The Colonel’s Bequest: Murder Most Foul   3 comments

I technically “finished” the game; once I settled in (and made liberal use of the “increase speed” key when walking around) it took about 2 hours to get to completion. The plot “plays itself” in a way (more on that in a moment) so it’s not hard to solve the murders even with sub-par play. I left enough loose ends that I don’t consider myself done just yet.

Note that from this point there are many spoilers.

ZERO

From a game-designer-theory standpoint, the message upon picking “About” from the menu is fascinating.

There isn’t a “quest,” as such. Your goal is to get to know the story and the characters; to understand what’s going on; and to survive the long night. We feel that “The Colonel’s Bequest” is a true interactive STORY rather than a game and every effort was put into giving you the sensation that you are part of the story.

This text was helpful to me in that once dead bodies start to show up in this game, they keep coming; I thought perhaps I was missing actions I needed to stop the carnage, but I realized the story to an extent “plays itself” — the intent is you just learn as much as you can in order to make a wise decision in the endgame.

There have been many essays on the use of the word “game” and I don’t plan on writing a new one, but I would say it’s a pity that every interactive media meant for leisure is shoehorned under “game”. I know I’ve been insistent on calling Renga in Four Parts “interactive poetry”. I haven’t seen much other interactive poetry go beyond clicking on hyperlinks as a mode of interaction; I theorize this is because so many other interactive actions belong to “games” so poets are shy to try them. What about a poem the reader can walk around in? (And if doing that “turns it into a game” for you, why?)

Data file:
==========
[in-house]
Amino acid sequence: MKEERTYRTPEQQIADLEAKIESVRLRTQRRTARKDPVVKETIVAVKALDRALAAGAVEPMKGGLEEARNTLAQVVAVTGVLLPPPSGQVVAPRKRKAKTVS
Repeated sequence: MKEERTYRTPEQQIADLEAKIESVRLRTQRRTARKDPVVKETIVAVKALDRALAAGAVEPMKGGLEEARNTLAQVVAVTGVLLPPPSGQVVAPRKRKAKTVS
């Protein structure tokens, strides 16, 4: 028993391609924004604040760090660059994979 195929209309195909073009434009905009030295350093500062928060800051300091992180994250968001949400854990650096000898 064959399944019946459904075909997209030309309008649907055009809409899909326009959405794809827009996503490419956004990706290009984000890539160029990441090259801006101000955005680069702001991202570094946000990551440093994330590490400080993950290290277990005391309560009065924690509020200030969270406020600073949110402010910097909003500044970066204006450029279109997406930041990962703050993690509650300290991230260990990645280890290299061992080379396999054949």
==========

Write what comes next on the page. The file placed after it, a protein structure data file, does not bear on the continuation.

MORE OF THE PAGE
In any case, I think nearly everyone in a modern context would still recognize The Colonel’s Bequest as a game — it’s got traditional adventure puzzles and a high score, even — so I’m comfortable still calling it that.

ONE

The characters are:

Laura Bow, the hero.
Colonel Henri Dijon, the owner of the estate and the one who announced his intent to give his inheritence to all present.
Lillian Price, Laura’s friend and the Colonel’s niece.
Ethel Prune, Lillian’s mother.
Gertrude Dijon, widow of the Colonel’s brother.
Gloria Swansong, Gertrude’s daughter.
Rudolph Dijon, Gertrude’s son.
Clarence Sparrow, the Colonel’s attorney.
Dr. Wilbur C. Feels, the Colonel’s physician.
Jeeves, the butler.
Fifi, the Colonel’s maid.
Celie, the Colonel’s cook.

Nearly all of them will be dead by the end of the story.

TWO

The game is divided into 8 “acts”. Each act represents an hour of time, and every quarter hour you get a reminder of the time. However, it’s not “real time” — time only advances with certain events, like hearing a conversation or seeing a body. It’s not possible to just wander a corner of the map and come back to find the story finished. This fits with the game’s conceit as a “play” — time stalls in place while the scenery is being changed, so to speak.

In gameplay terms, this can be quite frustrating. Once I wandered the map multiple times for a full 15 minutes without finding anything new. (It turned out the next event was in the bathroom, which had nothing else happen before this time.)

The uncertainty about advancing time can foil efforts to “search as much as possible for new stuff before it goes away” — on a number of occasions I had time advance (without wanting / meaning it to) and lost access to certain clues / conversations in the process.

THREE

The first body I found was Gertrude, Gloria and Rudy’s mother. Last I saw her she was sleeping, but now she had “fallen” out of a second story window.

Searching the body didn’t yield up much information. Gloria herself happens to be just inside, and you can go there and >TELL GLORIA ABOUT GERTRUDE; she’ll step outside, pop back in, and tell you “that was mean.” In the short span the body isn’t visible, it gets “cleaned up.”